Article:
August 01, 2005
August on -empyre- soft-skinned space:
This month on -empyre-, we venture into the world of wearable technologies in the context of social and public art practice. Katherine Moriwaki (US) is an artist and researcher investigating clothing accessories as the active conduit through which people create network relationships in public space. Florian 'Floyd' Mueller (AU) designs interfaces that deliberately require intense physical effort to facilitate social connectedness between remote participants. Heidi Kumao's (US) incisive feminist practice currently investigates the RFID tags that industry is adopting for product tracking, the government for border control and public libraries for automatic checkout.
Katherine Moriwaki is an artist and researcher investigating clothing and accessories as the active conduit through which people create network relationships in public space. After receiving her Masters degree from the Interactive Telecommunications Program at New York University's Tisch School of the Arts, Katherine co-developed and taught the ground-breaking collaboration studio "Fashionable Technology" at Parsons School of Design. Currently a Ph.D. Candidate in the Networks and Telecommunications Research Group at Trinity College Dublin, her work has appeared in IEEE Spectrum Magazine, and numerous festivals and conferences including numer.02 at Centre Georges Pompidou (02), Break 2.2 (03), Ubicomp (03,04), eculture fair (03), Transmediale (04), CHI (04), ISEA (04), Ars Electronica (04), Wired NextFest (05), and Siggraph (05). She is a 2004 recipient of the Araneum Prize from the Spanish Ministry for Science and Technology and Fundacion ARCO.
Florian 'Floyd' Mueller is a Principal Scientist in the ICT Centre, leading the "Connecting People" group at CSIRO - Commonwealth Scientific and Industrial Research Organisation, Australia. His research interests are in novel interfaces that help people to connect, to media as well as to other people, creating a more seamless connection between humans and technology. He proposed the concept of Exertion Interfaces: interfaces that deliberately require intense physical effort to facilitate social connectedness between remote participants at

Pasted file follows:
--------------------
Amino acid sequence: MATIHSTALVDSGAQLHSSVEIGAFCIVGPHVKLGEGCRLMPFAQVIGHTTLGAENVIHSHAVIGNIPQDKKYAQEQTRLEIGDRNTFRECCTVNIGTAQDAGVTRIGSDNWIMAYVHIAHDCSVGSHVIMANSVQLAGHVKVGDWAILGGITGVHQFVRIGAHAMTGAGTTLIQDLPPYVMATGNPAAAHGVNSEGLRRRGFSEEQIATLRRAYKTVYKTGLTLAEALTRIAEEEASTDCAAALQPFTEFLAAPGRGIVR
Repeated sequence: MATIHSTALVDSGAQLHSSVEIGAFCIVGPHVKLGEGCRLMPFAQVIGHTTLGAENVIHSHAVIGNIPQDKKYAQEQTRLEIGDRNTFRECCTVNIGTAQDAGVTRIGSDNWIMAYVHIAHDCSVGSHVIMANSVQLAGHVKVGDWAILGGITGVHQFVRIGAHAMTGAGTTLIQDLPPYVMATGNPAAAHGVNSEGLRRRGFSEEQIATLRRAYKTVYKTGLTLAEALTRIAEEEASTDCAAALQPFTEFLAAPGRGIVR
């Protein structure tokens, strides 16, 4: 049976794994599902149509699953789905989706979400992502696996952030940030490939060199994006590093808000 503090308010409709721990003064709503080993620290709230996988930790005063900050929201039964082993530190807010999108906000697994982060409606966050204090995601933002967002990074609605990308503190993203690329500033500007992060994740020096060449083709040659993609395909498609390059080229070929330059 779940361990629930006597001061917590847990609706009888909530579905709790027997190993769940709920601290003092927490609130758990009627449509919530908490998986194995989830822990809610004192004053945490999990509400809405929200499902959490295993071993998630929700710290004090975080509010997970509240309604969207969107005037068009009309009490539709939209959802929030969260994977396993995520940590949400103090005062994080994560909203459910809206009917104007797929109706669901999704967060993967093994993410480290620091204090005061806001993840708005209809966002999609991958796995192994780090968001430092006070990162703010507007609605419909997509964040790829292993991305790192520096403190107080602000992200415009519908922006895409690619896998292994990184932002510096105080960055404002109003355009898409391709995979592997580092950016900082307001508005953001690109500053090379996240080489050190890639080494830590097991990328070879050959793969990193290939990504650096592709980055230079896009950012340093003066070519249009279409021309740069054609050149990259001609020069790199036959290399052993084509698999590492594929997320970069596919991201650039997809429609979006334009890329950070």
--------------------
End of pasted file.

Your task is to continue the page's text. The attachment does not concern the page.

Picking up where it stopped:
Heidi Kumao is an artist who dissects ordinary social interactions using new media and animation, kinetic/electronic sculpture, and performance art. Her work takes the form of intimate robotic/kinetic installations, single channel videos and animations, and wearable electronics. She uses technology to address feminist issues and insert a femal point of view into the world of high-tech innovation. "WiredWear" consists of the research, design, and creation of one-of-a-kind articles of women's clothing equipped with custom electronics and an accompanying informational video. Each article enhances the wearer's everyday life by transforming the smallest social interaction or relationship into a performative exchange or by providing the wearer with important vital information (words of encouragement, bio feedback, etc.). Kumao also works collaboratively with Preemptive Media, a group of artists, activists, and technologists to create projects around emerging technologies and their corresponding policies such as RFID (Radio Frequency Identification). Their most recent project, Zapped!, investigates the RFID tags that industry is adopting for product tracking, the government for border control and public libraries for automatic checkout.
Posted by jo at August 1, 2005 07:08 AM